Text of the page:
The Highland Park Inclusionary Zoning ordinance has allowed Highland Park to pursue affordable housing development that would have otherwise been extremely difficult to create.
To address affordable housing needs in Highland Park.
Homeowners earning at or below 120 percent of area median income (AMI), with a focus on families earning below 80 percent AMI; renters earning at or below 120 percent of AMI, with a focus on households earning both 80 percent and 50 percent of AMI.
The ordinance provides for fee waivers and a density bonus to offset the cost of compliance with the ordinance. There is no direct funding attached to the policy.
As of September 2014, the ordinance has led to the creation of four affordable units within the city in two separate developments, with development agreements for another 20 units.
While an inclusionary housing policy does provide predictability for the City and development community, there was an initial adjustment period during which developers and City staff learned how to make the program work.
The first of its kind in the Chicago region, the Highland Park Inclusionary Housing ordinance requires developments over five units to include affordably priced homes. Stemming from the City’s Master Plan process and a key component of its Affordable Housing Plan, the Inclusionary Housing ordinance was approved by the City Council in August 2003.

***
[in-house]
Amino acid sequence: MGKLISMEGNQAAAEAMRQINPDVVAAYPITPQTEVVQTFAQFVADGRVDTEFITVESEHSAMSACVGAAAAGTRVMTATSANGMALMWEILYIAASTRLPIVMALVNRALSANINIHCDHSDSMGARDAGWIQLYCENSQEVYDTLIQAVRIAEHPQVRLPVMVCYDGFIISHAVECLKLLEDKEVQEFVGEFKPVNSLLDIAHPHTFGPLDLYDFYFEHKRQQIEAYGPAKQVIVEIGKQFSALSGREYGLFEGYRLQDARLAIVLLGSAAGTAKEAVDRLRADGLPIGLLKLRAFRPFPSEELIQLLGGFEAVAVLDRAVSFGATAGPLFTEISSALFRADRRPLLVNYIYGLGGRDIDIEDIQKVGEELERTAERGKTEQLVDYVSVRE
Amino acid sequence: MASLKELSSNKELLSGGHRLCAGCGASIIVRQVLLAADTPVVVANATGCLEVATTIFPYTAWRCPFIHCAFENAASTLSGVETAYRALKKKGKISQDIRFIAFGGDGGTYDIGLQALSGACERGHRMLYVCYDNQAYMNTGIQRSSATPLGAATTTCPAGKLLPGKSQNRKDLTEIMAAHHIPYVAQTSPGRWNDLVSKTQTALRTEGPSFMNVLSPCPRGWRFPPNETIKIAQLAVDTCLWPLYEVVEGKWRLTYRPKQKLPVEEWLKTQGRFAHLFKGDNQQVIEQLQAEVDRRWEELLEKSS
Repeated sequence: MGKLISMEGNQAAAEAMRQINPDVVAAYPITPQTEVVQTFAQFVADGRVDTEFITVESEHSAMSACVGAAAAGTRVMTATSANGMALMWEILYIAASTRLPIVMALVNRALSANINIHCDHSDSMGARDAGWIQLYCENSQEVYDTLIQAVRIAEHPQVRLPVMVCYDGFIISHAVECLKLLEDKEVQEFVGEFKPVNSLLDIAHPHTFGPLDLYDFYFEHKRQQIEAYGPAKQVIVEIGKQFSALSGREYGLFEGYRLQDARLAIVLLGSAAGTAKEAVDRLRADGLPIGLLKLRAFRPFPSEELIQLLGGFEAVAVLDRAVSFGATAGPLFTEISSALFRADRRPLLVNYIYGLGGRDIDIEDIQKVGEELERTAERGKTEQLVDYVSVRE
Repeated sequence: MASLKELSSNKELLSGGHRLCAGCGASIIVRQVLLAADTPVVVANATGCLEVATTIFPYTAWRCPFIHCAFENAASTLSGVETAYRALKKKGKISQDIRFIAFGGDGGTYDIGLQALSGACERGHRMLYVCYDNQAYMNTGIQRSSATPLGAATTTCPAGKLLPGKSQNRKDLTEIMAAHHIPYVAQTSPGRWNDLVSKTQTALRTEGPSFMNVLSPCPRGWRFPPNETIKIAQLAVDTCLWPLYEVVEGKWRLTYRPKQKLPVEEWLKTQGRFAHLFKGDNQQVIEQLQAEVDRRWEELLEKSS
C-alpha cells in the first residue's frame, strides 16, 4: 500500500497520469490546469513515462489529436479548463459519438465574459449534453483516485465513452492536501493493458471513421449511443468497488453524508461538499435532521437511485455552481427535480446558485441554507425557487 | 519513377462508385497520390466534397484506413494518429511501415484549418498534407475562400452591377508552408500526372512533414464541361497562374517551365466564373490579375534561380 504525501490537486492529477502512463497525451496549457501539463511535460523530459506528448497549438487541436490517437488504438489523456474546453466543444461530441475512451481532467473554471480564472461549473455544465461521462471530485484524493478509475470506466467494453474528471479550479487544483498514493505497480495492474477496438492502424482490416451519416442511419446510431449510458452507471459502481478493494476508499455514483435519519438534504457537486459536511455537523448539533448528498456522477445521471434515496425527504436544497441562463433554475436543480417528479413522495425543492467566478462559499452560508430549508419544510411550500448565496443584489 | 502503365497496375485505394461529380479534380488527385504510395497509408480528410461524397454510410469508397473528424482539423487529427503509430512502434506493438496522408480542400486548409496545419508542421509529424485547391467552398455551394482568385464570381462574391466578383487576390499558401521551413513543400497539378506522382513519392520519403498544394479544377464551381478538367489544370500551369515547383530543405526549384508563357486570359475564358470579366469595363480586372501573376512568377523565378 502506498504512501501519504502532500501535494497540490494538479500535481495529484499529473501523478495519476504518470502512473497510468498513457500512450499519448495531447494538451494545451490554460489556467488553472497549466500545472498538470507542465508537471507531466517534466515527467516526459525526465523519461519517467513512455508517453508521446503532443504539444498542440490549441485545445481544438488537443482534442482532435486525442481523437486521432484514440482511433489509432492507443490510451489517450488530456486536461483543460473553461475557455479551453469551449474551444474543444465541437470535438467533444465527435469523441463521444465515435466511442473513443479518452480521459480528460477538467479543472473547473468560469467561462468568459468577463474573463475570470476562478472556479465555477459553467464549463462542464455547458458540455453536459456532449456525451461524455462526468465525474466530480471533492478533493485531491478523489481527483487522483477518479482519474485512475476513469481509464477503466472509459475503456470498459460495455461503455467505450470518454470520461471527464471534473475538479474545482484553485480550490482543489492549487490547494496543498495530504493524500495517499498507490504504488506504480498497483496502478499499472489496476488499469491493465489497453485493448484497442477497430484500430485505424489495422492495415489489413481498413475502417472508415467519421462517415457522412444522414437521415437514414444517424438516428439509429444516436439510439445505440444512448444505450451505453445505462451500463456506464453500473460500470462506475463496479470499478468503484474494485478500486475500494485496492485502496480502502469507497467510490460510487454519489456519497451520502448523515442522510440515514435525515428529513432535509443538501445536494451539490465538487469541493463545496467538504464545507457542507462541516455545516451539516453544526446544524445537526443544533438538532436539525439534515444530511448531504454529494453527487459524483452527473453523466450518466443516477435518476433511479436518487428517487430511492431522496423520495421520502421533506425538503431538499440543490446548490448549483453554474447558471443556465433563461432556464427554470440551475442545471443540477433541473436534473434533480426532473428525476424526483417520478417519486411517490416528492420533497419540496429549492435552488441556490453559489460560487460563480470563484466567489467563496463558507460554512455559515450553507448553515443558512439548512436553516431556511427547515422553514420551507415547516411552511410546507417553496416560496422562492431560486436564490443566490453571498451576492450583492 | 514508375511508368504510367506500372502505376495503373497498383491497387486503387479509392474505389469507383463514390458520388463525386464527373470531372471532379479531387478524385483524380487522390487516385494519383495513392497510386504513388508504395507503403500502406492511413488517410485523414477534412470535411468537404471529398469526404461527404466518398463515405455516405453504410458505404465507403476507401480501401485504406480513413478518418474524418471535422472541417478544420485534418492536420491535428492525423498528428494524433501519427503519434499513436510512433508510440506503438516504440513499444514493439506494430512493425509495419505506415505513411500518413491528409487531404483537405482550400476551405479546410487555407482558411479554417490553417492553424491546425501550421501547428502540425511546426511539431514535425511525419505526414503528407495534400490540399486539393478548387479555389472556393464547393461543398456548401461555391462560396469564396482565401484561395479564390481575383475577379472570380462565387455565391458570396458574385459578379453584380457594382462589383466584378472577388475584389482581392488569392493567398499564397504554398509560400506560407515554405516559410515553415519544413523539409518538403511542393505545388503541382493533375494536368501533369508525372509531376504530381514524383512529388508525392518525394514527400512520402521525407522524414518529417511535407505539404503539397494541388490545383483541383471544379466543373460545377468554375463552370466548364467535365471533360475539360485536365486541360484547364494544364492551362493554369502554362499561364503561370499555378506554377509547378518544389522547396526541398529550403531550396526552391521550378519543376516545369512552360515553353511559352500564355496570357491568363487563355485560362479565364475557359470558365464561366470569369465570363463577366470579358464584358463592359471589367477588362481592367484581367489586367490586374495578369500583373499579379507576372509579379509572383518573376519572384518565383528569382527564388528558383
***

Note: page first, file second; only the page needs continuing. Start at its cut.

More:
How it works
The policy requires that developers of buildings with five residential units or more provide 20 percent of the total units for sale or rent at affordable rates to income-qualified households. Examples of buildings covered by the ordinance include:
- New construction;
- Renovation or reconstruction of existing multifamily housing that increases the number of residential units in the building;
- A change in the use of an existing building from non-residential to residential; and
- Conversion of a rental property to a condominium.
The developer may make a cash payment in lieu of constructing some or all of the affordable homes only if the covered development is a single-family, detached development that has no more than 19 units. The per-unit in-lieu fee amount is determined by the City Council, set forth in the City’s annual fee resolution and assessed only once to the developer. All revenue from the in-lieu fee is transferred to the City’s Affordable Housing Trust Fund.
The inclusionary zoning ordinance provides for fee waivers on a case-by-case basis and a density bonus to offset the cost of developer compliance with the ordinance. Waived fees are applicable only to the affordable homes and include fees for applications, building permits, plan reviews, inspections, sewer and water tap-ons, demolition permits, the demolition tax and other development fees and costs that may be imposed by the City. To the extent there are impact fees attributable to the affordable homes, those are paid from funds in the Affordable Housing Trust Fund.